My son is 8 months old. He has been on 15 airplanes, has four foreign stamps in his passport, and learned to crawl during a layover in the Singapore airport. In a previous column, I lamented the decline of the anti-schlepper adventurer in me. I’m happy to write my lament was greatly exaggerated. The parental learning curve is steep, and I bring good news from the other side: It turns out that it is possible to travel for three weeks with a baby and a bit of carry-on luggage.
It takes some advance planning. Felix the infant has given way to a grabby, giggly, gleeful Felix. In turn, we formerly sleep-deprived parents have become the Energizer Bunny parents in our efforts to keep our increasingly busy baby entertained on long flights.
It doesn’t mean we bring more toys (you can make playthings out of many everyday items, including partially filled water bottles that roll unpredictably) or gear (you can rent pretty much anything — from car seats to cribs — with a little reconnaissance beforehand). Now that Felix can hold his head up, we have graduated to an umbrella stroller that folds in a snap and can be carried in one hand. And we walk or use public transport whenever possible.
For a recent red-eye journey to Indonesia — 24 hours and three planes — we requested bulkhead seats with a bassinet, crucial for a place to put a sleeping baby, and space to put a crawling baby. When Felix got too fidgety in our arms, we threw down a blanket and let him get some exercise.
We discovered the joys of flying with Japan Airlines, whose flight attendants are marvelously helpful, and the hilarity of trying to feed Felix oatmeal or blueberries in transit (yes, this is our mustachioed son, and sorry about that flying bit of fruit). “Kawaii!’’ exclaimed the ticket agents at Tokyo’s Haneda Airport as they crouched down to smile at him. The entertainment value of racing a squealing, delighted Felix in an umbrella stroller through the airport, legs kicking and arms waving, cannot be discounted.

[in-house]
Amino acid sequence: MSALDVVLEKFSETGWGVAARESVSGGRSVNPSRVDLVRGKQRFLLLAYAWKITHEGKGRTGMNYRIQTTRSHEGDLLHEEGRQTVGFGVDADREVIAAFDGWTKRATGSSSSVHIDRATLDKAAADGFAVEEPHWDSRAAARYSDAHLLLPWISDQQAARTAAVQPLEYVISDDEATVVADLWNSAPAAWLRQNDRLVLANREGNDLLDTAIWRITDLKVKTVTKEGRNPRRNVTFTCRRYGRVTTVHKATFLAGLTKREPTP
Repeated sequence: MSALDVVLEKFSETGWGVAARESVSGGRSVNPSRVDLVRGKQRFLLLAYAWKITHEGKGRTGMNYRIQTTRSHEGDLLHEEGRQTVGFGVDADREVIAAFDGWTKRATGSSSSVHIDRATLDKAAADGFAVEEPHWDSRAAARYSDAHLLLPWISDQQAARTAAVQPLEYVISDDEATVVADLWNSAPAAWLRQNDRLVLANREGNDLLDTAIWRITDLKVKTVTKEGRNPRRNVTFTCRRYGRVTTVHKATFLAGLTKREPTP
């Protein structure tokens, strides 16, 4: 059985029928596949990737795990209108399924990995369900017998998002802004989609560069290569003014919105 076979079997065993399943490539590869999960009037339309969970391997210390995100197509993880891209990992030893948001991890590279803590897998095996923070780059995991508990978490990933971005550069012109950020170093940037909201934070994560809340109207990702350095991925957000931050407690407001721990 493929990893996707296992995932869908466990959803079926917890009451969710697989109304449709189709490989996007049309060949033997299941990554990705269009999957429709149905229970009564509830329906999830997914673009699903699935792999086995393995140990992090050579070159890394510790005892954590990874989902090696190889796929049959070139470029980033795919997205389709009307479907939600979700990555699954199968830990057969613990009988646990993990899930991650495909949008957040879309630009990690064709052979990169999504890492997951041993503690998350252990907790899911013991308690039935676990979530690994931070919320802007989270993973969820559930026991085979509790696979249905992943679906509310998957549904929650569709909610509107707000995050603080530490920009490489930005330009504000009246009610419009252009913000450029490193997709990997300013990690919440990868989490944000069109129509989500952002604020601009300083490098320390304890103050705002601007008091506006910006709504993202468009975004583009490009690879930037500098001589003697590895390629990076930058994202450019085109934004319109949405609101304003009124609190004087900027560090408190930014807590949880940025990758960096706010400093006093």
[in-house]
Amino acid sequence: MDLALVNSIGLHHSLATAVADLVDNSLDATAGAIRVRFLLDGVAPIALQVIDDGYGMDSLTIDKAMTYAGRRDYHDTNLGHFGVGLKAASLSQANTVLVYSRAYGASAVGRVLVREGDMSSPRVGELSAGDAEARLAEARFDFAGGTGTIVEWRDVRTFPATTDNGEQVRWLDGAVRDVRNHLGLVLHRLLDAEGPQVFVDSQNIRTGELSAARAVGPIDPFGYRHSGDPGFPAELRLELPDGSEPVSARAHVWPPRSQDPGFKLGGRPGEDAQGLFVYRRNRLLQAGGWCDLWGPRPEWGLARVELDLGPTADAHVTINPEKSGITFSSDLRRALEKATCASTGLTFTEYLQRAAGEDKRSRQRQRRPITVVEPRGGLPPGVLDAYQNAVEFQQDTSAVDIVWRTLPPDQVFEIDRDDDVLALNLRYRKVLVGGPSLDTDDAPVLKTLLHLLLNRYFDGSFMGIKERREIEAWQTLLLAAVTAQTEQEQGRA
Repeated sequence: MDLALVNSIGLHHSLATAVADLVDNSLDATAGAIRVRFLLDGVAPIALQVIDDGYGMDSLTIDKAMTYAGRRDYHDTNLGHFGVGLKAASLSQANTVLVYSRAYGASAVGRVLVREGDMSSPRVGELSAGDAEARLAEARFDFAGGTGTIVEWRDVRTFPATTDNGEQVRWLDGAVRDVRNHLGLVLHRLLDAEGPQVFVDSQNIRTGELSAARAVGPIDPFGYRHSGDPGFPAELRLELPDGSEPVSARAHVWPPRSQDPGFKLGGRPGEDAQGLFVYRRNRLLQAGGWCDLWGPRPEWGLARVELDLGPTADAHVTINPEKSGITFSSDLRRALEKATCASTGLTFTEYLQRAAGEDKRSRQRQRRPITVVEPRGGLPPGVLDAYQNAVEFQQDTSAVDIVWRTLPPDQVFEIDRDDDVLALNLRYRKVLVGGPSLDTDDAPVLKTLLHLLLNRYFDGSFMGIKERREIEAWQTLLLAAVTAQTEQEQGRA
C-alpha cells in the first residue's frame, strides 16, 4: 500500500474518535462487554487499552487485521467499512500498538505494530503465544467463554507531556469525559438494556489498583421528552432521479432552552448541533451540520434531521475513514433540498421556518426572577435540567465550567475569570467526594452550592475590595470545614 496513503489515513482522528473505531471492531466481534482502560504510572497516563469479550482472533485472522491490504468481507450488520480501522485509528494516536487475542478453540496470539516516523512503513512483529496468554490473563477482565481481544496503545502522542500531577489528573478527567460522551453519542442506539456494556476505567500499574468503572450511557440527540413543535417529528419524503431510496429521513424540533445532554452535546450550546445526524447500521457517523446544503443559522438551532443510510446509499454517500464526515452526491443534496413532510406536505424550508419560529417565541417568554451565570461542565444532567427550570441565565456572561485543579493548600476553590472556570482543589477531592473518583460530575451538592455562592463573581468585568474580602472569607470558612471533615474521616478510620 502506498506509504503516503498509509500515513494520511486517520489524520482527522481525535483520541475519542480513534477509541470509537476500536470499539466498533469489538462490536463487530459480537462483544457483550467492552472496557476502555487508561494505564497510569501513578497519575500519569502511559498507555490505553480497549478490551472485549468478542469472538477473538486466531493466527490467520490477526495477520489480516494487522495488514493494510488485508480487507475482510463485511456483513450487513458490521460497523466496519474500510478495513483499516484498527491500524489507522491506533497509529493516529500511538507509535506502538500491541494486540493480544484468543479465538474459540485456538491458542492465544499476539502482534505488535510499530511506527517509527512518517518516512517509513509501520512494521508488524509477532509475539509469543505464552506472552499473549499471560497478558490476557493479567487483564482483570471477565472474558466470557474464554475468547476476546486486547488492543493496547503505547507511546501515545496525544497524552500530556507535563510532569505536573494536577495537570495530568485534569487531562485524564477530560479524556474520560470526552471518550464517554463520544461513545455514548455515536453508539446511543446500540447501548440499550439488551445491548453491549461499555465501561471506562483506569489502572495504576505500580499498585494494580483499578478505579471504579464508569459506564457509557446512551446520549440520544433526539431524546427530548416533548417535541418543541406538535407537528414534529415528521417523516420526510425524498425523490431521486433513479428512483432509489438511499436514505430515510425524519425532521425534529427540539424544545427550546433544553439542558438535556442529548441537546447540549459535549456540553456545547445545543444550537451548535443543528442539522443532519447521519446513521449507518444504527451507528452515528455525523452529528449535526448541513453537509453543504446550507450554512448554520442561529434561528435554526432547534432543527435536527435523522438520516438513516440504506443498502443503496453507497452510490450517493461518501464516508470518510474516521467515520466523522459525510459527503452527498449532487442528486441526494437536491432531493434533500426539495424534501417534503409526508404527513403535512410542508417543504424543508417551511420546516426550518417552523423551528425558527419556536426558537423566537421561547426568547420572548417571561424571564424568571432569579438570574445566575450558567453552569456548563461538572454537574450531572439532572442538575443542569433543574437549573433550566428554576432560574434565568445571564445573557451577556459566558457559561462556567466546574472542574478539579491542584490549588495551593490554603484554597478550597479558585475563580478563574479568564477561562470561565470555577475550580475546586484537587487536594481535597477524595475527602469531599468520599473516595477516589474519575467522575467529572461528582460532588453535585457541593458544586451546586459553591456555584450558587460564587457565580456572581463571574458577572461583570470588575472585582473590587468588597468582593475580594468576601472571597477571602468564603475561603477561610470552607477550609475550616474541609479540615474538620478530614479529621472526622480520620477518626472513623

And we discovered the fun of introducing Felix to other babies and children while traveling. We sat next to a 3-year-old on the way to Bali. (Little girl, solemn and sweet: “Konichiwa.’’ Felix, arms flapping and excited: “Eeeeeeee!’’) Children on the street in Sanur followed him with big-eyed interest, and their parents inquired after his age, weight, activity level. It was a nice ice-breaker, an instant topic of conversation to cross cultures.
People in Indonesia dazzled us with their love for babies — wherever we ate, there were eager waitstaff beckoning with open arms to hold Felix so that we had hands free to enjoy our meals. My favorite restaurant experience was at the lovely Minami restaurant in Ubud, where delicate courses of Tasmanian salmon sashimi and small bowls of chewy noodles in broth topped with hand-ground sesame were exquisitely presented — all while a charming and exceptionally muscular young waiter clad in a sarong sang to Felix and showed him the courtyard’s gurgling fountain and hanging fruit trees.
At the InterContinental Hotel in Hong Kong, we sipped afternoon tea alongside floor-to-ceiling windows overlooking Victoria Harbor and the city skyline, as Felix made a beeline on all fours for the tea-cake towers (the staff kindly offered to whip up a blueberry-banana smoothie each day for his dining pleasure). From our room at night, he watched the evening light show play over the skyscrapers across the water, and tracked pleasure boats and barges plying the waterways. It was here that my father, who lives in nearby Guangzhou, met his grandson for the first time.
We walked with Felix along the Kowloon pedestrian waterfront, and took him to get soup dumplings and wonton noodles. He accompanied us while we got measured for custom-made shirts and pants at a nearby tailor. And he came along to Kowloon Park, where colorful macaws and cockatoos called from the aviary and men stood around park benches playing card games. Along the way, he made eyes at fellow elevator passengers, shopkeepers, and elderly women (who responded with gap-toothed grins).
The best distraction for our baby, it turns out, is people — of all shapes and sizes, all languages, all ages, all around the world. Everyone speaks the language of laughter. It’s what we want to teach our son, to feel comfortable with people wherever we may go, from Singapore to Switzerland. And we are happy, and lucky, to be the ones to take him there.